The Competition Between Giant Chains and Small Local Businesses

Even though Tunney’s office stated that one of the goals of the expansion of the Wrigley Field is to assist the local small business, the reality seems to be opposite.

“You know that capitalism has changed, and now its dominated by oligopoly, There isn’t too much room for small businesses, although there are industries where small businesses are still more liable, as the technology industry. But in the traditional small businesses, there are very little opportunities to survive, said Betancur.

According to Mr. Jileni Ghunien, who is the supervisor at Citi Food Mart, located at 3355 N Clark Street in Wrigleyville, said: “During the season, most of the tourists will go to the big shops at Belmont Ave.” He added that only a few local customers will come to the small shop like us for buying the water, chips or cigarettes.

This is not an only single case happened to Jilani’s shop. A 10-minute walk from the Jilani’s shop, there is a small Korean restaurant called ‘Rice’N Bread’ located at 3435 N Sheffield Ave.

“This restaurant has nearly 60-year-old history,” said Jeab, who has worked in this restaurant for five years; however, with the rapid growth around the Wrigleyville area, Jeab found out there is a decreasing number of the customers. “The new tourists or customers will just go around the chain restaurant around the field.”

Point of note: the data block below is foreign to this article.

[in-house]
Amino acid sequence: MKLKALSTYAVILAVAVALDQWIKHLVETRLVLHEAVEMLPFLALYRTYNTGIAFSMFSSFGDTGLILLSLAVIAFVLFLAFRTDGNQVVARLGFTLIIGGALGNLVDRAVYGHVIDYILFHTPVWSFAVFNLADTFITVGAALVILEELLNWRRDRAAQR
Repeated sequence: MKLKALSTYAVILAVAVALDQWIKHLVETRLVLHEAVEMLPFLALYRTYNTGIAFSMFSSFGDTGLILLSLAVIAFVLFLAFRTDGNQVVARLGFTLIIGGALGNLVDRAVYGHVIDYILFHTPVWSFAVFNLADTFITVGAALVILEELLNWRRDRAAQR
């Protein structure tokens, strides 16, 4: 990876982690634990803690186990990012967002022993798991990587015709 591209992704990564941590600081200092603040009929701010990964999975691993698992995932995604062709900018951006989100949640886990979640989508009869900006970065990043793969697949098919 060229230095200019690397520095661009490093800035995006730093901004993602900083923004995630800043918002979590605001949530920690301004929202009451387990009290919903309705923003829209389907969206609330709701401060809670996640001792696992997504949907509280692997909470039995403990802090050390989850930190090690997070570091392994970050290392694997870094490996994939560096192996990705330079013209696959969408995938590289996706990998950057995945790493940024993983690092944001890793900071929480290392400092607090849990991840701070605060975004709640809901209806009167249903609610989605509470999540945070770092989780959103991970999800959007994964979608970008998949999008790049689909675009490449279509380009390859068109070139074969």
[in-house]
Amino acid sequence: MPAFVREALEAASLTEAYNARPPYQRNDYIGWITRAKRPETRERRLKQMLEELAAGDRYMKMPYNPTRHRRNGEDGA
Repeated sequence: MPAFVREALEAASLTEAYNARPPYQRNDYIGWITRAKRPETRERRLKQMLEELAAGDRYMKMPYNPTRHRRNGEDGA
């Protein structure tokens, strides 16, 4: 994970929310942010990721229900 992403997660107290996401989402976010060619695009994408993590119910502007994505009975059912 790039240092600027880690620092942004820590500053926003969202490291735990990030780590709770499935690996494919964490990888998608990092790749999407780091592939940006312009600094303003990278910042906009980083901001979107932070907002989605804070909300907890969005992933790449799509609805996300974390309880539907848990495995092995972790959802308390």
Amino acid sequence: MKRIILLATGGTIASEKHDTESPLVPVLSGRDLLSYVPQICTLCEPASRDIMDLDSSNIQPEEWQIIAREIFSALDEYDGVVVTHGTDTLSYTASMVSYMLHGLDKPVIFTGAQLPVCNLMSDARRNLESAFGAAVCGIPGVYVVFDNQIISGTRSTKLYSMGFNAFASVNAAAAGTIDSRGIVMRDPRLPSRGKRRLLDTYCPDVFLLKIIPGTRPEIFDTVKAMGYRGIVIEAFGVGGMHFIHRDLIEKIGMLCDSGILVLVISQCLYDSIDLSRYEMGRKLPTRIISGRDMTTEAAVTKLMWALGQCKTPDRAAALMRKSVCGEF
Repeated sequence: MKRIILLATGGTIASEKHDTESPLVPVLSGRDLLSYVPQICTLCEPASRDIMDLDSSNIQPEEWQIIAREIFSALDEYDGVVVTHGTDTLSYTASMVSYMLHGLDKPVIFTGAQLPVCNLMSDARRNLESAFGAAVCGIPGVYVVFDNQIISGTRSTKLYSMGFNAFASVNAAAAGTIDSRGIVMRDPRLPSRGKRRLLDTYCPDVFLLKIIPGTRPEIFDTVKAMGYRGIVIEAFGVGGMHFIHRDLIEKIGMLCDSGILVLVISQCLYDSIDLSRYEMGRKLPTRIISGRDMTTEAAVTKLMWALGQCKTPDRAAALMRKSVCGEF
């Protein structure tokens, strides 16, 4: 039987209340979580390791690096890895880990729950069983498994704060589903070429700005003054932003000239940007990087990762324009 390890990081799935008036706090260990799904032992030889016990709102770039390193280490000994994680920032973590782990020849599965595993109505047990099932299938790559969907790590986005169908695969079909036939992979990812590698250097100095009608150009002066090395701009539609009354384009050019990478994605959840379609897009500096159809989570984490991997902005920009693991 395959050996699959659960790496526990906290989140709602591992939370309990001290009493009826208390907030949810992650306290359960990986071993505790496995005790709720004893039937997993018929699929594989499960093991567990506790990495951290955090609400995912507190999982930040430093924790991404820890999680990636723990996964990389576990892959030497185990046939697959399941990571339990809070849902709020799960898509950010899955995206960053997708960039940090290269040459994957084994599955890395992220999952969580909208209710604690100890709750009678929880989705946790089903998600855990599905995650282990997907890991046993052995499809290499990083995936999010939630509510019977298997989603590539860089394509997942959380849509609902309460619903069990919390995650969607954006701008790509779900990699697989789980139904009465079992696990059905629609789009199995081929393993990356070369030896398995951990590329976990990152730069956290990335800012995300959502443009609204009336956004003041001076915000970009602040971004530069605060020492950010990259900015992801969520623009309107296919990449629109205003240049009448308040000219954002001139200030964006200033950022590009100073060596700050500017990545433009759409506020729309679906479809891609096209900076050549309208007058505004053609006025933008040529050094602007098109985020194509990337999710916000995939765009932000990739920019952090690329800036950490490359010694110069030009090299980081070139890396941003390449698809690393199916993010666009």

What’s the worse part for these small local businesses in the Wrigleyville area? It is the surging of utility fees and rent.

“We cannot afford the high utility bills compared to the giant brand stores,” Jileni said.

Also, Mr. Grossett, the owner of Irie Jerk Bar and Grill located at 3404 N Clark St. claimed the fees of rent is increased. Therefore, the situation becomes more difficult for those local businesses to sustain.

Since the construction in Wrigley has generated several concerns to small businesses owners, the most important being, how capitalism has a major role in this phenomena change.

There are big retailers that can uprise small business because they sell higher volumes. “They import from places like China and Mexico, something a small business can not afford, therefore these businesses are not being included.” said by Pro. Betancur. Small business does not have the technology, nor the resources. And most of them are family businesses.

Businesses use culture in favor of their growth to create more money, but consumers do not realize that these goods are not actually from that culture but it’s simply Americanized. This creates a small business to close down more rapidly.

“For small businesses where you have cuisine, chef and a clientele that is willing to pay big amounts, these can survive in gentrifying neighborhoods”, said Betancur, “these are small businesses who are successful in competing against giants”.

When Capitalism Becomes the Mechanisms of Governing a City

But how exactly does capitalism work here in the city of Chicago?

“The government is with big businesses, for example in Chicago, there is money collected from neighborhoods where its invested in downtown- Tax Increment Financing. One example is with the neighborhood of Englewood, the poorest neighborhood, the government has taken money from them and invested to business strips”, said Betancur.